A New Era of Teacher Activism?

For the past year, we have watched state after state, city after city, address teacher strikes. Originally, these labor actions were about increasing school resources – boosting teacher pay, reducing class sizes, and ensuring counselors and nurses were available in the schools.

But lately, we are seeing a new side to such strikes. Teachers in West Virginia struck last year to boost pay and benefits. Last month, they took to the state Capitol to protest proposed state policies, including expansion of public charter schools.

So one has to ask, are we entering a new era when it comes to teachers activism? Dear ol’ Eduflack explores the topic on the latest episode of TrumpEd on the BAM! Radio Network.

Click here to give it a listen.

And Now We Have … Choice Tax Credits

The education community has been waiting two years to see a major education policy initiative come out of the Trump administration. And now the wait is over.

No, it isn’t focused on charter schools. No, it isn’t higher ed related. No, it isn’t even tied to past Trump rhetoric around early childhood education or career/tech education.

The major initiative is about providing $5 billion in tax credits to families. More specifically, it is providing billions to families who choose to send their kids to private schools. Essentially, they are offering a financial cousin to school vouchers.

But with the vast majority of school-aged kids attending traditional public schools, can we really have the tremendous impact on education that EdSec Betsy DeVos promised by offering tax breaks to private school families?

We explore the topic on the most recent episode of TrumpEd on the BAM! Radio Network. Give it a listen here . It’s your choice.

Finally, a Research Requirement?

Earlier this year, President Donald J. Trump signed into a law a new requirement that education policymakers at the federal level needed to use research, data, and evidence when making decisions about all things education.

As someone who has spent decades fighting for evidence-based approaches to instruction, it was somewhat nice to see. But it also raised a huge question for me. What exactly have we been using all these years that we are just now, in 2019, getting around to requiring that evidence and data should be made regarding education decisions?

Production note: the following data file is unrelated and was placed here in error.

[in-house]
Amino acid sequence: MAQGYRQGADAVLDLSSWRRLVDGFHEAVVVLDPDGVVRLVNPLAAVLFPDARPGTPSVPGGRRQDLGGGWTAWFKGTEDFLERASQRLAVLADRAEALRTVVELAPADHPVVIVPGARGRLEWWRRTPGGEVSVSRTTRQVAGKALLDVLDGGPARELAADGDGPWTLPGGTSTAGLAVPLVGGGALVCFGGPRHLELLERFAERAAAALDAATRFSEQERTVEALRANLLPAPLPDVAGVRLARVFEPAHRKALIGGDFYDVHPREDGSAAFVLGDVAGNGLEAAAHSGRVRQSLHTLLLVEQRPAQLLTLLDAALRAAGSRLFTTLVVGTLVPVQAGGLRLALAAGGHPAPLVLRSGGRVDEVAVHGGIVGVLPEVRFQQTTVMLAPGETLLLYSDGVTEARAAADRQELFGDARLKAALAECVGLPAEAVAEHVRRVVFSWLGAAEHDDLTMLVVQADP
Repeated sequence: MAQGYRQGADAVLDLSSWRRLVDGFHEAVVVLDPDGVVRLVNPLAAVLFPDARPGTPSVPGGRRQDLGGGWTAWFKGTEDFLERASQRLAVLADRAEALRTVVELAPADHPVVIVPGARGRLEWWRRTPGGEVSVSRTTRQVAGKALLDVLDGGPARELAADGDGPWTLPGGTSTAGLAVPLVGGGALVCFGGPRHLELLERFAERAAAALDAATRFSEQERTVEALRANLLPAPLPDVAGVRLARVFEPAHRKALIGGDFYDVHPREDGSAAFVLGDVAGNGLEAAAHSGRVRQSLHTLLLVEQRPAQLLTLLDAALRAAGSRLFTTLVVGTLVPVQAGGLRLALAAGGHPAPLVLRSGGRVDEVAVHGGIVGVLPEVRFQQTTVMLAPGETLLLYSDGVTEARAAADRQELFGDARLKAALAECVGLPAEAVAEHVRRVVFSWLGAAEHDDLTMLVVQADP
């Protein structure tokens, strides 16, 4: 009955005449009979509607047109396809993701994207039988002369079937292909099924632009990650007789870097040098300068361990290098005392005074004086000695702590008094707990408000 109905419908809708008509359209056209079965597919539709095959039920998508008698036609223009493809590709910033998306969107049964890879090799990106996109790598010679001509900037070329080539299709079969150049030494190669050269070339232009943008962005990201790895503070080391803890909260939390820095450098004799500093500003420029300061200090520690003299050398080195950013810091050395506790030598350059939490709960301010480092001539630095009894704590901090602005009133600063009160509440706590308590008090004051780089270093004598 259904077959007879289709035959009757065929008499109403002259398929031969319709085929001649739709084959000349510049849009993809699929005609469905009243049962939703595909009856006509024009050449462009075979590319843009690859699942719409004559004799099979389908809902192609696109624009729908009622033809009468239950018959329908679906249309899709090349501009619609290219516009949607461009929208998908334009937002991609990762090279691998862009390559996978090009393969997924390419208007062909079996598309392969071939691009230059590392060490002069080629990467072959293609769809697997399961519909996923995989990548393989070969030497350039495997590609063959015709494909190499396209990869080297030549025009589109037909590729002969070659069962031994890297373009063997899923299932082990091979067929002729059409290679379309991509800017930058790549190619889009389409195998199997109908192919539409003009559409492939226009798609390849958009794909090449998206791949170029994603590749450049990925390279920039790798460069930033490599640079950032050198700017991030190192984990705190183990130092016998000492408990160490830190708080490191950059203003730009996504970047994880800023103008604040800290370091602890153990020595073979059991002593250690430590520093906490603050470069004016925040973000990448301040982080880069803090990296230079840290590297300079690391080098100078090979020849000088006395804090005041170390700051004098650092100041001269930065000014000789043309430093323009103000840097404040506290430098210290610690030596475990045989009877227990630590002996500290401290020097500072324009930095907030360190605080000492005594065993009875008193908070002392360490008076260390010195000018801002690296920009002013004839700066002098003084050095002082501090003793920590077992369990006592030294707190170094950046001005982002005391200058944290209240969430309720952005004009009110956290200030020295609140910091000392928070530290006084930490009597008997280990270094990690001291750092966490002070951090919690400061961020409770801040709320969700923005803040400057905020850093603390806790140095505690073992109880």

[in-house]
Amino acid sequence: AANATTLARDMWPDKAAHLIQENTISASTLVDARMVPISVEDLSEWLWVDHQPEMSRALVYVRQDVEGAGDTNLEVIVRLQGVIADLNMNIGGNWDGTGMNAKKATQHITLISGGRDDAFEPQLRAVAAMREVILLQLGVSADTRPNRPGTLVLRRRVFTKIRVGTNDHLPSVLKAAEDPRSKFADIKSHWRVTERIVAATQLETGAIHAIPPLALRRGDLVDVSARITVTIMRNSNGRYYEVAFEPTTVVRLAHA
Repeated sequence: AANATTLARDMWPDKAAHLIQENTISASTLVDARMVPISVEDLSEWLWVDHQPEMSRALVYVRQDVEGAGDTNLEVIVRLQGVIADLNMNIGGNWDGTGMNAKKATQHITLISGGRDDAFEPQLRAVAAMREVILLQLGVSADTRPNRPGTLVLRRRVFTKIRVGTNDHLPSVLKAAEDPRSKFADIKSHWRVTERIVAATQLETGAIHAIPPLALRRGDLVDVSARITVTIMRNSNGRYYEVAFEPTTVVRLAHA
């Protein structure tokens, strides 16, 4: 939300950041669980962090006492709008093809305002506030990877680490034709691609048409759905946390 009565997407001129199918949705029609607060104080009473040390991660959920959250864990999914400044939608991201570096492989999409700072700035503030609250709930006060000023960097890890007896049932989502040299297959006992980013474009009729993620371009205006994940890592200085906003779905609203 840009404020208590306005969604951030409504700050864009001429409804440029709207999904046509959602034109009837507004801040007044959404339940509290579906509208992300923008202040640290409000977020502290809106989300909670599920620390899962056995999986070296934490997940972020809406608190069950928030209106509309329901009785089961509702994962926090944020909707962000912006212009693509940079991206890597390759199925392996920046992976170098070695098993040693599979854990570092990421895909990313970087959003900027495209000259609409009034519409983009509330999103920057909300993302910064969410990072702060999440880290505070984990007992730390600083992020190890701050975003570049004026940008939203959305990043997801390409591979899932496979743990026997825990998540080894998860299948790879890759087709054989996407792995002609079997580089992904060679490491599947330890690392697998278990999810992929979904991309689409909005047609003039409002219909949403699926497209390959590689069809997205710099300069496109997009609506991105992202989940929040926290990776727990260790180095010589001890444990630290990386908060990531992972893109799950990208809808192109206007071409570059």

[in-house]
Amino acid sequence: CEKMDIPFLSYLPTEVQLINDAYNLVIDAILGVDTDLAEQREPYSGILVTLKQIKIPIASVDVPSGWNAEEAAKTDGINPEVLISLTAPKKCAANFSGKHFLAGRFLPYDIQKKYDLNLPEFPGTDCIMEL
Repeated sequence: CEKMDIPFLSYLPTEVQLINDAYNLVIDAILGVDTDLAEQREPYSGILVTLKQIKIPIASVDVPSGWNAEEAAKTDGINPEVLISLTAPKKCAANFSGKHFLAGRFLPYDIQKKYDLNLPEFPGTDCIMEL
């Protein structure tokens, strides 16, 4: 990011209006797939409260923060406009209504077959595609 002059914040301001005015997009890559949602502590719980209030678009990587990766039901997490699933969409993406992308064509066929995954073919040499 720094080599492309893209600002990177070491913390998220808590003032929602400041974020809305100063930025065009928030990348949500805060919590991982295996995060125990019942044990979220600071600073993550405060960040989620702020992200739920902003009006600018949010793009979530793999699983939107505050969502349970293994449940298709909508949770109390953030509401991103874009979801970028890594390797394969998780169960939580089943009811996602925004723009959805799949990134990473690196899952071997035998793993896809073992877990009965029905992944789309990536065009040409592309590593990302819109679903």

We explore the topic on the latest episode of TrumpEd on the BAM! Radio Network. Give it a listen. I promise we can prove some value.

Some New Thinking on Higher Education?

It has now been a decade since the U.S. Congress last reauthorized the Higher Education Act. Back then, we still believed the “average” postsecondary student was an 18-year old fresh out of high school. No one knew what MOOCs were. Free college was barely a glimmer in some policy wonk’s eye. No one foresaw that liberal arts colleges, particularly those in the Northeast, would face potential closure because of financial concerns.

Back then, we didn’t know all that we didn’t know. But in the past decade, it is safe to say that higher education in 2019 is vastly different than higher ed in 2009.

So with all of those changes, isn’t it time we start looking at reauthorizing the Higher Education Act and start rethinking what higher education really is today?

We ask the question and explore the topic on the latest episode of TrumpEd on the BAM! Radio Network. Give us a listen.